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Review of the Red Paddle Co 12’6″ Race inflatable touring and racing SUP

In this article we review the 2014 Red Paddle Co 12’6″ Race inflatable SUP. Red Paddle Co‘s answer to the popular amateur/intermediate race market, downwinding and the general distance cruising crowd. But, with one crucial advantage over other hard race boards, the ability to travel to events or for pleasure, without any oversize baggage headaches, roof racks, dings or scrapes.

A flat rocker for amazing glide and speed. A nose runner fin and large removable single fin at the tail for awesome tracking. Small deck area for weight savings. Industry leading 25PSI and RSS batten technology for the stiffest, most rigid and fastest board possible. Well, that’s the marketing speak over, let’s see how the board really goes.

We tested it over 2 extended sessions in the ocean. One rather choppy day with a few knots of breeze and small 1-2ft waves on the reef. The second session was glassy mirror flat with no breeze at all. We have several pictures of the board, bag and accessories, as well as a walk around video. For reference, I’m about 6ft and 190lbs.

In the bag

Contents of the bag are much the same as 10′ Surfer and 10’6″ Ride we reviewed last year. This includes the board, RSS battens, an Ezee pump, repair kit (dry case) and US box style removable fin. For 2014 you also get a free waterproof cell phone case and neck strap. Different from 2013 is the bag itself, upgraded materials, zip and now with wheels! A little heavier but a great addition for travelling with the board.

Other updates to the bag include the ability to hide the backpack straps. The waist strap has been downgraded slightly and is now without padding but the addition of wheels more than make up for this difference. It’s still very comfortable to carry on your back despite the changed waist strap. Gone is the front zippered pouch but you now have connection points for an optional smaller backpack to buckle onto the front of the bag.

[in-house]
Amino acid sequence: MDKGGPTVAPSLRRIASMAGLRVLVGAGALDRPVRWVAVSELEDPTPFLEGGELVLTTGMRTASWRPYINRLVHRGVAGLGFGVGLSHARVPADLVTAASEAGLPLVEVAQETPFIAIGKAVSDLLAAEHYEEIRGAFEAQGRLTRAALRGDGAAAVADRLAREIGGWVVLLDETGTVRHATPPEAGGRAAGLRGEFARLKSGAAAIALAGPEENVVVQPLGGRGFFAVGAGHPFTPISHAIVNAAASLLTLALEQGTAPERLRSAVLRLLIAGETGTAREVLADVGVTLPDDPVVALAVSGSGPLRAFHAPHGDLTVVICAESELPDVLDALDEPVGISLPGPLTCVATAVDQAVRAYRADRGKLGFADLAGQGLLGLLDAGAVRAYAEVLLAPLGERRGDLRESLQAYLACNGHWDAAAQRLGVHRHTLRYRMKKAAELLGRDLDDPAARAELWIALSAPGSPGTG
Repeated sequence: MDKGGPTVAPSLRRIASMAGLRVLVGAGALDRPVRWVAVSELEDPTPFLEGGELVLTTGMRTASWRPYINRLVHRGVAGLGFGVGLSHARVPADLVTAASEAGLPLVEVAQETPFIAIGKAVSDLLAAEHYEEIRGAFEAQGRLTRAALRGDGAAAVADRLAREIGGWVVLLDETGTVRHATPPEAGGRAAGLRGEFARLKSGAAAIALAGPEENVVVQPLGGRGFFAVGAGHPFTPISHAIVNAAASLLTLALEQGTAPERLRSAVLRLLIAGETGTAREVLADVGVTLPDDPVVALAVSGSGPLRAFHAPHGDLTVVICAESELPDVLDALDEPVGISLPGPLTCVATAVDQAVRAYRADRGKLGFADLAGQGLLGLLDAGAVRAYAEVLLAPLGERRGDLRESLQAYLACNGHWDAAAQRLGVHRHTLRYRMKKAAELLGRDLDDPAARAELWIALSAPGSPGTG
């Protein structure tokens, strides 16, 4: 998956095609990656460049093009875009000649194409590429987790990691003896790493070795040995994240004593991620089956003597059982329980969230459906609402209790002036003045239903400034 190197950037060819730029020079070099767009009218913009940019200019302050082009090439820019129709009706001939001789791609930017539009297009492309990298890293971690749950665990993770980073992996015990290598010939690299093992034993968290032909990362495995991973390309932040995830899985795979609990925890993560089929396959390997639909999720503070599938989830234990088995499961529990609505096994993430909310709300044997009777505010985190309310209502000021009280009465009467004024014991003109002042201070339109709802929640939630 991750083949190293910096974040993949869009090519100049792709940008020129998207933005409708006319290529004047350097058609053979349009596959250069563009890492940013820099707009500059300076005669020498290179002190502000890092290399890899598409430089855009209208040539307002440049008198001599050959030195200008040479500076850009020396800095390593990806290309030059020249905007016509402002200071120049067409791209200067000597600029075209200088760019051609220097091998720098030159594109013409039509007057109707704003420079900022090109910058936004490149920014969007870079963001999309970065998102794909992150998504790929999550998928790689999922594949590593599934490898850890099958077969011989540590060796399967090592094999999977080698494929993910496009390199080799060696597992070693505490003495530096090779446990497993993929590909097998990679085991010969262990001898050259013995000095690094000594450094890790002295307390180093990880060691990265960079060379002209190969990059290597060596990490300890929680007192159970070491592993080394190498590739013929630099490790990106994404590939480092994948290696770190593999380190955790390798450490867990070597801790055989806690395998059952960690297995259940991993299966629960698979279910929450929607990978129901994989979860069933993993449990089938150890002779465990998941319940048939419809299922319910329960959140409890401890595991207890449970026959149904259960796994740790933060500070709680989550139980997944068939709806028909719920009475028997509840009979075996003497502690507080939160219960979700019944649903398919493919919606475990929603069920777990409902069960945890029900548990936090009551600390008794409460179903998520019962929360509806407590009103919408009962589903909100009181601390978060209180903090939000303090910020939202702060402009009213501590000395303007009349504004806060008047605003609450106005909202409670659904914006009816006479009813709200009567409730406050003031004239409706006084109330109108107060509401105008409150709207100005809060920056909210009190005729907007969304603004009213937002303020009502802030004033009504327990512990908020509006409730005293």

Now that the board is out of the bag, let’s get into some figures.

  • Length: 12’6”
  • Width: 30”
  • Thickness: 150mm or 5.90 inches
  • Volume: 340 liters
  • Weight: 31 lbs, or 39 lbs in pack with pump
  • Max payload: Almost unlimited

Inflation, RSS batten and fin installation

How to pump up your inflatable stand up paddle board by red paddle coInflation of the 12’6″ Race is very straight forward. Before one of my sessions I created this 12’6″ Race inflation video so you can see the whole process. You pump for a few minutes to get some shape, install the RSS battens, pump for a few more minutes, install the fin, then top off the board to final pressure. See the inflation video in 8x speed for the complete process. It took me 7 minutes 10 seconds, which includes about 1 minute installing the RSS battens and about 1 minute installing the fin. If you want to know more about the RSS battens and board construction check out these articles: RSS Battens and Tec Air construction.